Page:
Walt must have sided with Mary Shepard -- notice Mary Poppins' feet are in the fifth position....

Unlike Travers, I’m a fan of the movie. It’s nostalgic for me, and very much of  my time — but I agree that something vital is lost when we take the edge out of children’s stories. When we make things too happy and pretty and sweet for them. I remember N’s Bambi phase, and how I cringed every time Bambi’s father said, in his deep, serious voice, “Your mother can’t be with you anymore.” But it seemed to me N was figuring things out by watching — big concepts given clarity by storytelling. Food, in a way.

And still today that’s happening. The drama in Harry Potter is sometimes pretty intense, what with Harry, Ron and Hermione searching out the various hiding places of the Dark Lord’s severed soul and destroying these “horcruxes” one by one for the greater good. The other night as we lay in bed reading, N grew increasingly agitated when Ron seemed unwilling or unable to destroy one. Evil emanated from the nasty thing, and grabbed onto his deepest weaknesses, ensuring him he was “least loved … second best, always, eternally overshadowed.” Suddenly N let out a great wail of exasperation and shouted “I wish she would just write the story the way I have it in my head! This can’t be happening!

I know that feeling. When you are so immersed in a story, and it twists in a way you never imagined, and you want to scream, NOOOO!, but you keep reading all the same, even more compelled than you were before. It happens with children’s books and adults’ books alike, if the writer is savvy enough — though I don’t know why I make the distinction. Travers certainly didn’t. According to biographer Valerie Lawson, author of Mary Poppins, She Wrote, Travers always denied writing with an audience in mind. “I never know why Mary Poppins is thought of as a children’s book. Indeed I don’t think there are such things. There are simply books and some of them children read.”


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"If a writer, why not write?" in which A.A. Milne shows Eeyore traits and Dorothy Parker throws up


A.A. Milne, author of more than Pooh

“The only excuse which I have yet discovered for writing anything is that I want to write it; and I should be as proud to be delivered of a Telephone Directory con amore as I should be ashamed to create a Blank Verse Tragedy at the bidding of others.”

There’s a lot tucked away in this one sentence of Alan Alexander Milne’s.  The quote comes from his introduction to his  whodunit, The Red House Mystery, published in 1922. Milne was about 40 then, with a wife and young son Christopher Robin, who would soon inspire the Pooh stories for which Milne is now so well known.  You can see a glimmer of them here, in the way the words Telephone Directory and Blank Verse Tragedy are capitalized. (“I have been Foolish and Deluded. I am a Bear of No Brain at All.”)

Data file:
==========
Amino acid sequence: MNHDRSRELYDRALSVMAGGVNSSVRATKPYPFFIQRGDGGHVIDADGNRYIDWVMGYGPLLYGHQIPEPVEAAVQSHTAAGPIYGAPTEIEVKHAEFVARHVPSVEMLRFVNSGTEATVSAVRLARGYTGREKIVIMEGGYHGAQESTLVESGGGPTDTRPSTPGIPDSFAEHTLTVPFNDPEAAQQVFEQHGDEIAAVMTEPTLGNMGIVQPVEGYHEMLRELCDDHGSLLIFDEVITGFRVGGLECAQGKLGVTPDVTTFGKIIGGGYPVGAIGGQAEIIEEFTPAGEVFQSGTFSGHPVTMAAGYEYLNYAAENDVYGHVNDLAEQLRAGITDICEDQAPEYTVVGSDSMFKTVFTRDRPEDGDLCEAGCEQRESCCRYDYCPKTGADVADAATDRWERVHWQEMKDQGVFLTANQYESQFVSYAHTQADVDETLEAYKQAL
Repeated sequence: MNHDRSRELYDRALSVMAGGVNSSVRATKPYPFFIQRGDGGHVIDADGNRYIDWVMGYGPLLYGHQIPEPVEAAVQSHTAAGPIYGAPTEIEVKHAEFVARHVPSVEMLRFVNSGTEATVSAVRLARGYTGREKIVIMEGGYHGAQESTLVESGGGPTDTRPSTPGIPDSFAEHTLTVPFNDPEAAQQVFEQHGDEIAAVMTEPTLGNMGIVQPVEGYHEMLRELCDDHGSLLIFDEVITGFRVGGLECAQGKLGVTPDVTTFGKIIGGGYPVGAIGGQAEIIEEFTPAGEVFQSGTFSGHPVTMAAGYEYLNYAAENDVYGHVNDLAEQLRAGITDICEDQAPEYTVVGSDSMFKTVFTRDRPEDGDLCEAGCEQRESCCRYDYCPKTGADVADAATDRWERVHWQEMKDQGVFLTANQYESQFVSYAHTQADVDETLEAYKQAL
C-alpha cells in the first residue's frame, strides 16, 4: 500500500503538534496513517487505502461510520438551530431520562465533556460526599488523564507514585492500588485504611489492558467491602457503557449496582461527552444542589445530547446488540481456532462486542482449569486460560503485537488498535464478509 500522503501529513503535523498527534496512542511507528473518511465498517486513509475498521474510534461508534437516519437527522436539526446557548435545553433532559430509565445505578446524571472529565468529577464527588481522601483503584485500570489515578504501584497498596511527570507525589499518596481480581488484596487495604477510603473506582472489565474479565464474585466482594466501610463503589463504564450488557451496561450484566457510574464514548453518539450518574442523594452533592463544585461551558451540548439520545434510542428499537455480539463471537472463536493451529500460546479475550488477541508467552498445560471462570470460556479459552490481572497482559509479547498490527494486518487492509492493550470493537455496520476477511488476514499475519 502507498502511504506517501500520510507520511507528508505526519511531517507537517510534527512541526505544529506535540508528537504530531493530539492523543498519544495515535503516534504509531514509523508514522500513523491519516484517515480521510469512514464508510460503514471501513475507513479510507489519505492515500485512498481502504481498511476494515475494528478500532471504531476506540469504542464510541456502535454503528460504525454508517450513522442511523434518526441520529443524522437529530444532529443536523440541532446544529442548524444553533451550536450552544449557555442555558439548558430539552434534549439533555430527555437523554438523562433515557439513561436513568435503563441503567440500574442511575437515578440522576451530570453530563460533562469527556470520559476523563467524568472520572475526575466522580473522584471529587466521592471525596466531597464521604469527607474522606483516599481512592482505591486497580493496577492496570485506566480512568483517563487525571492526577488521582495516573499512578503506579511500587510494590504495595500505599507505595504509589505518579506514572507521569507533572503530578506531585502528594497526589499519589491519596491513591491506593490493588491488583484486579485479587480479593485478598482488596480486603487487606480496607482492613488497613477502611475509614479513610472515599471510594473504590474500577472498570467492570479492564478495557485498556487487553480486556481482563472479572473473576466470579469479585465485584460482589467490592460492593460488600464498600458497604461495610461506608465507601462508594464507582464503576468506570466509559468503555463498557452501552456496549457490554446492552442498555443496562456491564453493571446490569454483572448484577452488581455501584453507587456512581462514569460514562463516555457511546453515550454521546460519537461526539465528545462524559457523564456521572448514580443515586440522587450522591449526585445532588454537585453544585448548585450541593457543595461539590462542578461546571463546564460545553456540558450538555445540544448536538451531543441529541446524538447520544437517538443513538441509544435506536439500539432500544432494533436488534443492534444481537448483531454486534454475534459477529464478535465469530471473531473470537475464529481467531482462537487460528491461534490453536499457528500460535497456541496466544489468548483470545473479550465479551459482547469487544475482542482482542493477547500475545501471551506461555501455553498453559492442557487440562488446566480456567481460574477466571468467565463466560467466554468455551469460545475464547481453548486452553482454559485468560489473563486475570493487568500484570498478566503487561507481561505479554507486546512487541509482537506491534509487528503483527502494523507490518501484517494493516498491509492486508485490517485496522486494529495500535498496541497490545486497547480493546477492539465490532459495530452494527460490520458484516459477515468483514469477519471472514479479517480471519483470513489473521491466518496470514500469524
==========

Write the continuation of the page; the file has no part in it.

Interesting, too, this musing on what he should and should not write. What he’d feel proud or ashamed of. He worked many years for Punch magazine, as did Ernest Howard Shepard, who illustrated Milne’s children’s stories. Milne also wrote a number of plays, an autobiography, short stories, novels, political non-fiction, and a kind of adult fairytale called Once on a Time. But the world of the Hundred Acre Wood — containing his son, and a bear, pig, donkey, tiger and kangaroo bought at Harod’s — quickly came to define him.

Milne himself lamented:

If a writer, why not write
On whatever comes in sight?
So — the Children’s Books; a short
Intermezzo of a sort:
When I wrote them, little thinking
All my years of pen-and-inking
Would be almost lost among
Those four trifles for the young.

returnI wonder what he would think of the new book by David Benedictus, Return to the Hundred Acre Wood, complete with Shepardesque “decorations” by Mark Burgess. The story picks up where Milne left off, and brings Christopher Robin back from school on a new blue bicycle that all his animal friends admire. Christopher is more grown up than he was in the early stories — he knows what a thesaurus can do,  and notices things like the number of countries on his map that are coloured pink. But in some ways he remains the same: Pooh, staying with him that night, sits on a chair in the bathroom. “What he really wanted to see was whether he still wore his blue braces, and, yes, he did (but not in the bath).”